The procedural provisions will also impact term number two, ease of doing business and there are certain cumbersome rules, procedures, forms to be filled up which probably need to be simplified. This is one area which the committee would like to look at. This is my prima facie view and we have experts from all sides. The chartered accountant profession, the former law secretary is there, then the investment side is also represented and we have some very competent and able officers from the revenue service. So, all these issues will be addressed.

Q: If I could get you to expand for us what you said as far as Section 9 is concerned and if I could get you to link that to the terms of reference and clause number 4 in the terms of reference which says to suggest alternatives and modifications to existing provisions and areas to bring about predictability and certainty in tax laws. This has been the big bugbear as far as investors are concerned - the retrospective tax law that was brought in by the former UPA government. This is going to be something that you will be addressing, a possible modification as far as the retrospective amendment to Section 9?

Easwar: That is right. I have to enter a caveat here, this Income Tax Act has been there since 1961 for almost 54-55 years. Several views have been taken in respect of almost all the provisions either by the courts or the tribunals and all that and also by the Authority for Advanced Ruling. There has to be a reconciliation wherever there is a conflicting interpretation. Number two, it has always been my view that simplification is probably the most difficult, it is not so simple to simplify.

The business models have become complex over the years. It is no longer a very simple business model with cross border investments and all that. If the business models have become complex perhaps I am inclined to think that the tax laws also need to be little complex to meet those complex situations. However the secret lies in trying to be as less complex as possible. So, I would rather think of dealing with those situations the way in which the government wants but in not so much of a complex language but a simple language so that everyone is clear and therefore the litigation is brought to minimum. So, time and expense in litigation is not lost.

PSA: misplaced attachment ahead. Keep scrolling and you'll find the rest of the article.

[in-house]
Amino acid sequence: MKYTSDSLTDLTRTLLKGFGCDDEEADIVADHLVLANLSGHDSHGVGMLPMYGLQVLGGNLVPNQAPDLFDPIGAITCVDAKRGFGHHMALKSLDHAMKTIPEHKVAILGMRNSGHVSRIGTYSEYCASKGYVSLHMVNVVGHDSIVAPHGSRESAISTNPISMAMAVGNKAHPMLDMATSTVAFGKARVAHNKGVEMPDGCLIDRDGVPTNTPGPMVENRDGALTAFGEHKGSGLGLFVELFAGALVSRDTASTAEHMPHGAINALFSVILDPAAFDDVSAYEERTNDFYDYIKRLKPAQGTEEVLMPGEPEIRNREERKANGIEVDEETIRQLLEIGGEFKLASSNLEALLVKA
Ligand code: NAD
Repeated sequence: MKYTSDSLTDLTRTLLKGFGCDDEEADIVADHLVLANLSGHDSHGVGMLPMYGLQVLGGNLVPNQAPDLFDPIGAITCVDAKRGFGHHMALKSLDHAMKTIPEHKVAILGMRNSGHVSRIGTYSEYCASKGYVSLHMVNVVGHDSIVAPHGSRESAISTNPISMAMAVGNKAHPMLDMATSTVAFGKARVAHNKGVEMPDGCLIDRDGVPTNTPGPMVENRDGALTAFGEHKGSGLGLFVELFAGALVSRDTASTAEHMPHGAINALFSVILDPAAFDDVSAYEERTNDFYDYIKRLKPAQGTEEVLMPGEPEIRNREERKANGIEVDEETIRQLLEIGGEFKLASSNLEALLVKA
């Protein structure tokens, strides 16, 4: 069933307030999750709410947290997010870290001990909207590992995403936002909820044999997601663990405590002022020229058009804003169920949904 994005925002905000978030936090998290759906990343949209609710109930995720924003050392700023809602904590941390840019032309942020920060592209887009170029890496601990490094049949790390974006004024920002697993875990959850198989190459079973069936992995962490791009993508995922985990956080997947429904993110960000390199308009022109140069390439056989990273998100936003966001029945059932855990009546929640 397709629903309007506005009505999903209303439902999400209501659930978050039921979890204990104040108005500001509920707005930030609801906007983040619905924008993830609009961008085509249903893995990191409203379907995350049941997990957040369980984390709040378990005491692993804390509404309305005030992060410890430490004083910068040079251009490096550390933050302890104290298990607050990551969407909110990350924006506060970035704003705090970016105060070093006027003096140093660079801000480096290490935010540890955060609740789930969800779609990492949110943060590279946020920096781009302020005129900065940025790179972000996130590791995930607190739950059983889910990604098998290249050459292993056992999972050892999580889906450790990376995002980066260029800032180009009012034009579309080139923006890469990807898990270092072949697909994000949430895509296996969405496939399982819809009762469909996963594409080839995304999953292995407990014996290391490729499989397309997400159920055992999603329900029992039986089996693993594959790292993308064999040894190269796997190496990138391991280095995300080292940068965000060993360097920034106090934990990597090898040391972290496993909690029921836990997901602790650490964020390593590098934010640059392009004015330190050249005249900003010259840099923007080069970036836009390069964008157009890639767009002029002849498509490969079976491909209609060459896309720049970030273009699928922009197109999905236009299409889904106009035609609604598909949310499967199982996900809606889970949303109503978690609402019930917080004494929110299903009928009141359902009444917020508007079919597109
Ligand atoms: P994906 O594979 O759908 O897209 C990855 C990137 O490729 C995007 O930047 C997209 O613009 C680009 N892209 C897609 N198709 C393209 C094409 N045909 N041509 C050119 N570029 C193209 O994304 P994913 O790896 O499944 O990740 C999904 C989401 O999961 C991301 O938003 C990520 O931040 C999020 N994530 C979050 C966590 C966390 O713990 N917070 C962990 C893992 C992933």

Q: What would this mean because you have said that the committee will look at the issue of retrospectivity specifically retrospectivity with regards to Section 9. What would it then mean for the ongoing cases, for cases where arbitration proceedings have already been initiated for instance in Vodafone, for cases which are currently in court?

Easwar: I did not say anything about retrospectivity because that is probably not the scope of the terms of reference. It is entirely for the government to consider whether the provision for taxation is to be prospective or retrospective. I don't see anything in the terms of reference to the committee to deal with that situation. I think that is outside the scope of this.

Shereen: You have listened to what Justice Easwar has had to say. Any comments or any questions that you would have for Justice Easwar?

Dalal: A couple of things as Justice Easwar pointed out. The substantive and the procedural part and it is on the second one that I do want to make a couple of comments. My belief has been that in the context of Indian income tax legislation the procedural and the administrative part is as important and sometimes is more important than the substantive part and specifically when you link it to the ease of doing business I do hope that the committee will go into quite a few of those provisions.

For example provision relating to withholding taxes and tax deduction at source has been a major issue for corporates, who actually say that we are visited by multiple number of adverse consequences in litigious matters where we believe we should not have deducted and the government or the tax department thinks we should have. So, those kind of controversies. Say, for example let's say, a foreign company required to take a Permanent Account Number (PAN) that directly impacts ease of doing business and becomes a major issue on the ground, things like that.

On the substantive part there are provisions like, let us say, for example in the context of companies undertaking restructuring. There are a large number of provisions which are really either redundant or not practical. For example impracticalities in the definition of demergers and things like that. So, I do hope that the committee will consider all these in the context.